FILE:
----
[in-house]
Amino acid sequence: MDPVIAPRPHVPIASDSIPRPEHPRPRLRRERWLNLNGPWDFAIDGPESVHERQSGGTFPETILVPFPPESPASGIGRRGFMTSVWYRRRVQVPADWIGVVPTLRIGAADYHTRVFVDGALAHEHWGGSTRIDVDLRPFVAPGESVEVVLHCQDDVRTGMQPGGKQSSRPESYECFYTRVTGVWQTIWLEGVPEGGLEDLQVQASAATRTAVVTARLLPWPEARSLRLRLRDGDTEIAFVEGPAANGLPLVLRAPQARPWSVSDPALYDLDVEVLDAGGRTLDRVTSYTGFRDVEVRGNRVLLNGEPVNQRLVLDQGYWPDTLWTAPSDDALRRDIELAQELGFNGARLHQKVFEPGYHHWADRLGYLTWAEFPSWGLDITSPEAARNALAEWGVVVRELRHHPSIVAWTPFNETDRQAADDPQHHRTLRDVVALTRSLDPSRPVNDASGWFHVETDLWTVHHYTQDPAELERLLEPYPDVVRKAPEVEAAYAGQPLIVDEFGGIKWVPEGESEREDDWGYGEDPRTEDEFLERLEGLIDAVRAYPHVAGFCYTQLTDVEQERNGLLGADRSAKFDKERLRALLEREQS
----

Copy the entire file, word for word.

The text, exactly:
[in-house]
Amino acid sequence: MDPVIAPRPHVPIASDSIPRPEHPRPRLRRERWLNLNGPWDFAIDGPESVHERQSGGTFPETILVPFPPESPASGIGRRGFMTSVWYRRRVQVPADWIGVVPTLRIGAADYHTRVFVDGALAHEHWGGSTRIDVDLRPFVAPGESVEVVLHCQDDVRTGMQPGGKQSSRPESYECFYTRVTGVWQTIWLEGVPEGGLEDLQVQASAATRTAVVTARLLPWPEARSLRLRLRDGDTEIAFVEGPAANGLPLVLRAPQARPWSVSDPALYDLDVEVLDAGGRTLDRVTSYTGFRDVEVRGNRVLLNGEPVNQRLVLDQGYWPDTLWTAPSDDALRRDIELAQELGFNGARLHQKVFEPGYHHWADRLGYLTWAEFPSWGLDITSPEAARNALAEWGVVVRELRHHPSIVAWTPFNETDRQAADDPQHHRTLRDVVALTRSLDPSRPVNDASGWFHVETDLWTVHHYTQDPAELERLLEPYPDVVRKAPEVEAAYAGQPLIVDEFGGIKWVPEGESEREDDWGYGEDPRTEDEFLERLEGLIDAVRAYPHVAGFCYTQLTDVEQERNGLLGADRSAKFDKERLRALLEREQS